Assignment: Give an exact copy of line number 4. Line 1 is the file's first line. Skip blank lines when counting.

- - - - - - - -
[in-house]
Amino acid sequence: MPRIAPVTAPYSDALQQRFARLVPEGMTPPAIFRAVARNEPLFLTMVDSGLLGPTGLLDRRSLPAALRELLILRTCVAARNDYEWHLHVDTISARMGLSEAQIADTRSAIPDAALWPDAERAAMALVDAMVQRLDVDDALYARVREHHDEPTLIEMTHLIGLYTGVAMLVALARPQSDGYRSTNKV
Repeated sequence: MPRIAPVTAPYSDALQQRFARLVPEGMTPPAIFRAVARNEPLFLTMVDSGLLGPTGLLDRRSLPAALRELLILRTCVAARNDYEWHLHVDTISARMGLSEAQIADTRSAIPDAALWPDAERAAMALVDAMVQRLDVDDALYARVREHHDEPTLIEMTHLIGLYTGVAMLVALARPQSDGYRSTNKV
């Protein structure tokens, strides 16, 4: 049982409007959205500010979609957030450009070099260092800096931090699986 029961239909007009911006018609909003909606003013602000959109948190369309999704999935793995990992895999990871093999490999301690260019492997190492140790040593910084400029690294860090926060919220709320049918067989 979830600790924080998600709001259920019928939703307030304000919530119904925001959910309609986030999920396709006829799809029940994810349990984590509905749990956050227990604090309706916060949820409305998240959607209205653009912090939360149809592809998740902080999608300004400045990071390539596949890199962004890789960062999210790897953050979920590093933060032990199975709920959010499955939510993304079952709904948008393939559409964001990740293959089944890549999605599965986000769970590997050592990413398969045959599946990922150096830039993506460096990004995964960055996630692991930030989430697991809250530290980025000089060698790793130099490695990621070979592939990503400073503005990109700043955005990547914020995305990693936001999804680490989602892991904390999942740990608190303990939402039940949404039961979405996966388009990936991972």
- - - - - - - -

């Protein structure tokens, strides 16, 4: 049982409007959205500010979609957030450009070099260092800096931090699986 029961239909007009911006018609909003909606003013602000959109948190369309999704999935793995990992895999990871093999490999301690260019492997190492140790040593910084400029690294860090926060919220709320049918067989 979830600790924080998600709001259920019928939703307030304000919530119904925001959910309609986030999920396709006829799809029940994810349990984590509905749990956050227990604090309706916060949820409305998240959607209205653009912090939360149809592809998740902080999608300004400045990071390539596949890199962004890789960062999210790897953050979920590093933060032990199975709920959010499955939510993304079952709904948008393939559409964001990740293959089944890549999605599965986000769970590997050592990413398969045959599946990922150096830039993506460096990004995964960055996630692991930030989430697991809250530290980025000089060698790793130099490695990621070979592939990503400073503005990109700043955005990547914020995305990693936001999804680490989602892991904390999942740990608190303990939402039940949404039961979405996966388009990936991972």